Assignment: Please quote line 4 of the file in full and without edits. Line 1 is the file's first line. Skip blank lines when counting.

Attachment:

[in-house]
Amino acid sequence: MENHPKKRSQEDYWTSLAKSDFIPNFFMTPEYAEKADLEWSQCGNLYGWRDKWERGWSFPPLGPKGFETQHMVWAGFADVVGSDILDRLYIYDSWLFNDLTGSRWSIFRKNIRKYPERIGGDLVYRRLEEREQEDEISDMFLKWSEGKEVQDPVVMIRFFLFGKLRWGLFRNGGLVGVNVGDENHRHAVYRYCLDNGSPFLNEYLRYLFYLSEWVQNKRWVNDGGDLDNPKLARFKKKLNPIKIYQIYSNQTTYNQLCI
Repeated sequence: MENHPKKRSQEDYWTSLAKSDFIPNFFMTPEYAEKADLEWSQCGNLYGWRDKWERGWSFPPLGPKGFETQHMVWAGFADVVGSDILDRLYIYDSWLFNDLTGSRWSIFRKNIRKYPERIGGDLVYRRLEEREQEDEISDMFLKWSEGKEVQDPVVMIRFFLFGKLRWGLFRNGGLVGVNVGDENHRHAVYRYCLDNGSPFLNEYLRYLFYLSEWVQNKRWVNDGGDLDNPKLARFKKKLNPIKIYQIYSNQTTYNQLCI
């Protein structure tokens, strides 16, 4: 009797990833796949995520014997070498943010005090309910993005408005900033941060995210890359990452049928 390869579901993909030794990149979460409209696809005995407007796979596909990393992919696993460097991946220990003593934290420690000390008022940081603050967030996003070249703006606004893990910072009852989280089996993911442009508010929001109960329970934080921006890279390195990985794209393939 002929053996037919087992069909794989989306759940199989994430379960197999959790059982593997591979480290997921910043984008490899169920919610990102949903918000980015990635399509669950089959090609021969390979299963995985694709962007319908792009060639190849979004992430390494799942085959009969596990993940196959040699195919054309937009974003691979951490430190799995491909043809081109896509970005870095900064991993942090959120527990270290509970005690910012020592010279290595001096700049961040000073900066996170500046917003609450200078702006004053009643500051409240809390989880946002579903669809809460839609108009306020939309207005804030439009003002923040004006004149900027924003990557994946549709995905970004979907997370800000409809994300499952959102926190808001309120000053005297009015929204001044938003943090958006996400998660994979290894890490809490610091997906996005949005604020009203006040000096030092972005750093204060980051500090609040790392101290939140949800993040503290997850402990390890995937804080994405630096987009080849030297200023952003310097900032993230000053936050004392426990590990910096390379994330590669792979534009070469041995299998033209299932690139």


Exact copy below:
């Protein structure tokens, strides 16, 4: 009797990833796949995520014997070498943010005090309910993005408005900033941060995210890359990452049928 390869579901993909030794990149979460409209696809005995407007796979596909990393992919696993460097991946220990003593934290420690000390008022940081603050967030996003070249703006606004893990910072009852989280089996993911442009508010929001109960329970934080921006890279390195990985794209393939 002929053996037919087992069909794989989306759940199989994430379960197999959790059982593997591979480290997921910043984008490899169920919610990102949903918000980015990635399509669950089959090609021969390979299963995985694709962007319908792009060639190849979004992430390494799942085959009969596990993940196959040699195919054309937009974003691979951490430190799995491909043809081109896509970005870095900064991993942090959120527990270290509970005690910012020592010279290595001096700049961040000073900066996170500046917003609450200078702006004053009643500051409240809390989880946002579903669809809460839609108009306020939309207005804030439009003002923040004006004149900027924003990557994946549709995905970004979907997370800000409809994300499952959102926190808001309120000053005297009015929204001044938003943090958006996400998660994979290894890490809490610091997906996005949005604020009203006040000096030092972005750093204060980051500090609040790392101290939140949800993040503290997850402990390890995937804080994405630096987009080849030297200023952003310097900032993230000053936050004392426990590990910096390379994330590669792979534009070469041995299998033209299932690139």